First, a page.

Thursday, July 26, 2012

Day 39 at the grocery store

This would be yesterday's post because I didn't realize I wanted to write about what happened yesterday until today.

Most of the day was pleasant and lovely. Diane came for a visit. We had lunch at the Loaf and Ladle and Diane graciously played Apples to Apples with Ellie and me. It was a nice, comfortable, lovely visit from a long time, lovely friend. It's like that line about all happy families being alike, but each unhappy family being unhappy in its own special way; all lovely visits are kinda similar, but the unlovely ones, see below.

Later in the day, we needed groceries so Terry and I went to the store. I was wearing Ellie's floppy straw hat that I sometimes wear in public and sometimes don't depending on the sun, the temperature, etc. We ran into the family of a girl Ellie used to hang out with a few years ago there in the pasta aisle. I could see the mom's eyes flicker around my ears which is where you would expect to see hair and where instead you see stubble. She asked about our health a couple of times, then we moved on to are you having a nice summer, did you have a nice trip, what teacher does your daughter have, blah, blah. Then we said bye, enjoy your summer and left. I did not mention leukemia at all.

It's weird because it's not really like I care if she knows and it's a small enough middle school that she will know about twenty minutes after school starts--as will everyone else in town. She's a nice person and would have asked all the questions in a well meaning, kind fashion, but I just did not feel like going through, "leukemia, chemo, Lebanon, very nice, one month, not too bad, five more if everything goes well, bone marrow biopsy, virus, March, mid December, thank you, I appreciate that" one single more time at that moment. I feel badly because her questions would have been well meant, and it would not have been unreasonable for her to ask, but I just wanted my toilet paper and rice and to go home.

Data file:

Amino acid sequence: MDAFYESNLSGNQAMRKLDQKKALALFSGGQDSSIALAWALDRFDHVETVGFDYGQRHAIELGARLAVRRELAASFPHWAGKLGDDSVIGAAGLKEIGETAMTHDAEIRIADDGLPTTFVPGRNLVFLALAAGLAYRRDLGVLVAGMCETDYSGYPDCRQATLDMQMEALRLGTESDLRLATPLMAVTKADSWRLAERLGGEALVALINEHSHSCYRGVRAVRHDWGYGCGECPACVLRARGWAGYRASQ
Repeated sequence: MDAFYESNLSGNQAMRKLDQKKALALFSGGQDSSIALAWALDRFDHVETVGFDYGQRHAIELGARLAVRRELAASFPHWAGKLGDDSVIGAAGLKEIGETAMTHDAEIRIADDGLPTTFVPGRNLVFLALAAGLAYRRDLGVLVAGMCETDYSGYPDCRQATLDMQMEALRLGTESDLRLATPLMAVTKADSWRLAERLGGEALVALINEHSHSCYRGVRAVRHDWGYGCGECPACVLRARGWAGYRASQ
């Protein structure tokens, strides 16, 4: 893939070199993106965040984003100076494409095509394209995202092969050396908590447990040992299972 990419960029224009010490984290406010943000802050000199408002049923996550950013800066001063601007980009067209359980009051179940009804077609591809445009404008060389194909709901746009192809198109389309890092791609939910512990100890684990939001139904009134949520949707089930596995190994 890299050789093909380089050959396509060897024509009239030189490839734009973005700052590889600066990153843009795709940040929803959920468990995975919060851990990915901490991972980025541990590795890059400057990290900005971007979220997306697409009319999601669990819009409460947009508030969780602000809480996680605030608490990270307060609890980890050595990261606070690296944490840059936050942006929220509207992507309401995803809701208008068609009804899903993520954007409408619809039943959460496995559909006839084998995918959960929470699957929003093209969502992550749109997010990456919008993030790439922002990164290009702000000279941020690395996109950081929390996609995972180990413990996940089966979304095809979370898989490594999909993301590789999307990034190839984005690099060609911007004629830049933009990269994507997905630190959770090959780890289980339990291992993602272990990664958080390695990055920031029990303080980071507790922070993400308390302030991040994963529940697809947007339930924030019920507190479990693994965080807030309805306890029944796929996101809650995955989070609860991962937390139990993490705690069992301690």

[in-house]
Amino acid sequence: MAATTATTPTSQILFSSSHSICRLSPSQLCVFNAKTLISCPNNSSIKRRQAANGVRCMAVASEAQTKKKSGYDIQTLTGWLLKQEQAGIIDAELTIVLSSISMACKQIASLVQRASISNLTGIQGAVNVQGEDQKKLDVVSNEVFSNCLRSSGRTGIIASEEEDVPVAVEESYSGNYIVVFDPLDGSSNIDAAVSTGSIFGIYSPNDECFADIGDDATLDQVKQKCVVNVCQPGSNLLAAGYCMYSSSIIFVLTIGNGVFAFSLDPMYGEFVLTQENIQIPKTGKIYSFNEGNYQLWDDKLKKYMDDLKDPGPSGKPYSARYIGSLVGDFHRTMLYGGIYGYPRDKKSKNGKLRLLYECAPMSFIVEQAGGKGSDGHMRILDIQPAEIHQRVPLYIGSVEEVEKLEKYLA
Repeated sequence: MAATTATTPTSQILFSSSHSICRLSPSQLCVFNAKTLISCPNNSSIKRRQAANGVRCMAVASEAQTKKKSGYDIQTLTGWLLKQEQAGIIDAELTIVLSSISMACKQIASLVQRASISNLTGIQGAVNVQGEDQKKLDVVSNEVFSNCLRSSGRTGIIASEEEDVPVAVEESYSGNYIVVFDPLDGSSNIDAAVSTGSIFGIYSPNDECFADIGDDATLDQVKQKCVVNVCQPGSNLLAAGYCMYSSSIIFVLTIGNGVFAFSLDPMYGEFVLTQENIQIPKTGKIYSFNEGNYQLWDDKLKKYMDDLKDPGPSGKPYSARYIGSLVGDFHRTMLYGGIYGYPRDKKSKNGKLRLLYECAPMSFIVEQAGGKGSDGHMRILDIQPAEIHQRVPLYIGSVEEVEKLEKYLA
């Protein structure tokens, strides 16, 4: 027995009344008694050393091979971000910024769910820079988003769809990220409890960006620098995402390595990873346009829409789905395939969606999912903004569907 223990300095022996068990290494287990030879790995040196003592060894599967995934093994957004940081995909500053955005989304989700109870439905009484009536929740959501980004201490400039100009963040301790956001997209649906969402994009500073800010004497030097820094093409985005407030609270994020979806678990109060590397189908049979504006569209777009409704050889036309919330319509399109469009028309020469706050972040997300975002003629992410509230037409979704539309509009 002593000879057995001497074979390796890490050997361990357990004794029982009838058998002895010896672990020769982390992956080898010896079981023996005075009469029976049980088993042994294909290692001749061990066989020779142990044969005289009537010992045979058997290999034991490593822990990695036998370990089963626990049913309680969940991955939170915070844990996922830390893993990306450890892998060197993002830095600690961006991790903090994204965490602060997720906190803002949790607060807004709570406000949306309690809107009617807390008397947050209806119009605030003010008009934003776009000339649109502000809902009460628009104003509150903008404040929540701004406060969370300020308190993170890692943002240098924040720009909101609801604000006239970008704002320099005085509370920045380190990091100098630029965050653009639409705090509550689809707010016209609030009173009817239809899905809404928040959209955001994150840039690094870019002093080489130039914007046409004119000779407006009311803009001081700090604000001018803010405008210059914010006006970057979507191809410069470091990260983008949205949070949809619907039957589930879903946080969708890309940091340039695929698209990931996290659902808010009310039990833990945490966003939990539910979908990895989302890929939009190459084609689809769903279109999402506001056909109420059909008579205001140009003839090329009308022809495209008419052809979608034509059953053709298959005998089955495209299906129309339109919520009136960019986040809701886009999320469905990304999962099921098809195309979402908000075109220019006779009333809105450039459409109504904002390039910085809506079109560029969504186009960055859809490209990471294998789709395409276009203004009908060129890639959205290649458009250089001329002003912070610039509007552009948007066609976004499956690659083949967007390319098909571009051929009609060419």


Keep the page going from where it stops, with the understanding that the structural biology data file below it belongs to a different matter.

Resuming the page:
Sometimes even very kind, well meaning people can't help themselves and ask the next question, "So, you're gonna be...OK, right?" The answer is, "yes, we caught it early; I'm getting the right treatment; I've got good doctors; I seem to be tolerating the treatment well and having remarkably few side effects, my health is otherwise good and I do everything my doctors tell me to do so I have every expectation that this will not shorten my life." That is really a nice paragraph to be able to say anytime you have a Big Diagnosis like leukemia, and I know when people ask, they are asking out of concern (and maybe a little fear for themselves--could this happen to me? what would happen if it did?), very human and positive emotions, but there are times when I just want to do my shopping and get back home.

I never realized before that one of the privileges of appearing to be in good health is going about my business without feeling guilty for having a bit of privacy in the pasta aisle.  I want to be perfectly clear; I really feel like the questions even when they come from people who barely know me are well meant and genuinely concerned and I appreciate the concern. I just want to get a bag of rice without having to think about the stupid leukemia.

I could get a wig, but I think I will continue moth eaten and claim the privilege of the apparently healthy. In which case, a lot of eyes will flick over my hairline and a lot of "yes, I did have a nice summer, did you?" will be said.

I hope you appreciate your privileges and are able to claim easily any you want and lack.

1 comment: